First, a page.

ARTICLE: Background Analysis

The graph on the left isn't the best quality (I'll upload the full version later), but it shows my mileage development from week to week this year.
It shows that I've had weeks as low as 9.9km and 7.81km during the early stages of the year, and have peaked out just below 80km in the last few weeks. I was supposed to break this and close in on 90km this week, but injury may curtail that ambition.
If you want to use some of the training programmes I'll upload, then you must remember that this programme is not generic but was created 100% to match my physiology. To adjudicate how close you are (and how many adjustments you need to make), compare your own "athletic history" with mine below:
  1. Little to no sports from age 0-12 (this is the "we think your son might be motorically handicapped" period)
  2. Mild running and scattered jogs (distance usually 6km) from 12-20
  3. First races in period 1995-2004 (hereunder a 10.5km in 54:30, a 12km in 01:02, and a 9.3km in God knows how slow). Just three races my dad dragged me along for
  4. Regular gym workout with scattered jogs between 6-16km from age 20-27 (only consistent a 3 months period of 5 workouts, including two runs, per week in 2004)
  5. Occasional football games in same period
  6. One or two sessions a week of floorball/football from 2005-2006 combined with random jogging
  7. Three weeks of consistent good jogging, then Lucnaquilla race, then 4 months of no activity after injury
  8. One Christmas jog with my dad, and two weeks of running before Hellfire Race (these two weeks included just 5 runs of 8.3, 7.3, 1.4 and 2.1km lengths)

Then the season began...


January featured just two racse, Hellfire and Howth, both in which I did badly, which was not suprising given that I clocked only 59.15km during the month spread over 10 runs. Rest days: 19, but it must be considered that I was still playing floorball/football twice a week from Jan-Mar.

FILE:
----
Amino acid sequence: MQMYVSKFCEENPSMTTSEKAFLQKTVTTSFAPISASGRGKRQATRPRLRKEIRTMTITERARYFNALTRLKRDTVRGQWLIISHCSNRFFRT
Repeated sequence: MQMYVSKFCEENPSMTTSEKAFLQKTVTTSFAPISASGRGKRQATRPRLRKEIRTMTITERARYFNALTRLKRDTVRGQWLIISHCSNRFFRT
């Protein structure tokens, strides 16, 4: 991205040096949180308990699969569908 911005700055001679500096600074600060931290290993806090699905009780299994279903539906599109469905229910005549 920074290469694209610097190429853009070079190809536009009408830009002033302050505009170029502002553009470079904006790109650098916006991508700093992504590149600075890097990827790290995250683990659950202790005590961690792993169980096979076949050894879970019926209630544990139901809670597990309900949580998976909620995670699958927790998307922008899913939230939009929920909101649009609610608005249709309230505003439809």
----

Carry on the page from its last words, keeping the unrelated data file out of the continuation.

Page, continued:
Also from Jan-Mar I was still doing a hard weight training regime at least thrice a week, so not all "rest days" where really so in this phase.


This month saw three races, Ballyhouras, Ticknock, and Trooperstown, then I went to Canada for 10 days, enjoying a few runs and snow-shoeing into the month of March. 73.72km done this week, but just 7 runs, 21 "rest days".


March saw just one race: Donard-Commedagh, but a total of 9 runs totalling 75.4km and 17 rest days and 5 days out sick.


5 races where on in April including the draining Wicklow Way Trail. I clocked 115.18km in this month over 11 runs with 14 rest days and 4 sick days.


Heating up towards summer, but injury at Stepaside meant only 3 races and a reduction of mileage to 110.12km over 10 runs. I was injured for 23 days in March but still managed to have just 9 days of total rest from running before light jogging was resumed.

Physiological testing with the Peak Centre commenced at the end of this month, and so did Altitude Training.


Still recovering from injury for the first 8 days of March (a total 31 days injury caused by the meniscus), but jumped up wildly to 208.04km for the month divided over 16 runs and with just 12 rest days.

One reason for the huge increase: 6 tough races.

First structured training plan from the Peak Centre requested at the end of June starting with July.


A step back to 162.37km for this month with 16 runs, 15 rest days, and 6 races culminating with the season's first official target: Snowdon.


After a few days rest marathon training commences and immediately steps up mileage to 257.68km for the month over 22 runs with just 9 rest days. Unfortunately, my holidays cause disruption and illness, meaning 5 sick days at the end of the month.

I still manage 3 races in August, however.


The first 9 days, I'm still fighting illness and the month sees 7 total rest days as a result. I improve to 267.88km over 23 runs, however, do 5 races, and stay narrowly on track with my training.


The present month. This first week has already seen 53.91km added, and I was supposed to add 28km to that today and 5km at the Rathfarnham race tomorrow. Add into that, a weekly Circuit Training session has now started that is not visible in the raw mileage figure.

Injury has struck again, though, and the whole plan is coming into doubt.

I recommend anyone doing season planning do a calendar like this to track their progress, look for explanations for deviations in form etc. I'll share my Excel Sheet on the site, but in the next article we will look at how this training actually came to be in form of a training programme.

It's Not Distance that Kills It's Speed

One thing that raw mileage won't tell you is how hard you run, so the figures above only show one side of the story. If I look at my AT1 (the lowest intensity) runs in January, for instance, I'll see my speed between 5:38min/km and 6.19min/km.

My speed in Sep/Oct for these runs has increased to 4:40-4:59min/km only dropping above 5:00 when I'm half-injured or carrying a backpack for early October runs.

Similar analysis of the development throughout the year, tells the same story, the AT1 runs get increasingly faster having a level of 5:00min/km to 5:30min/km for a majority of the year until structured speed training begins.

Top speed in the shorter races, obviously follows the same trend, meaning that not only does mileage increase, so does intensity. It's a double-whammy, so you must factor this into your historical data.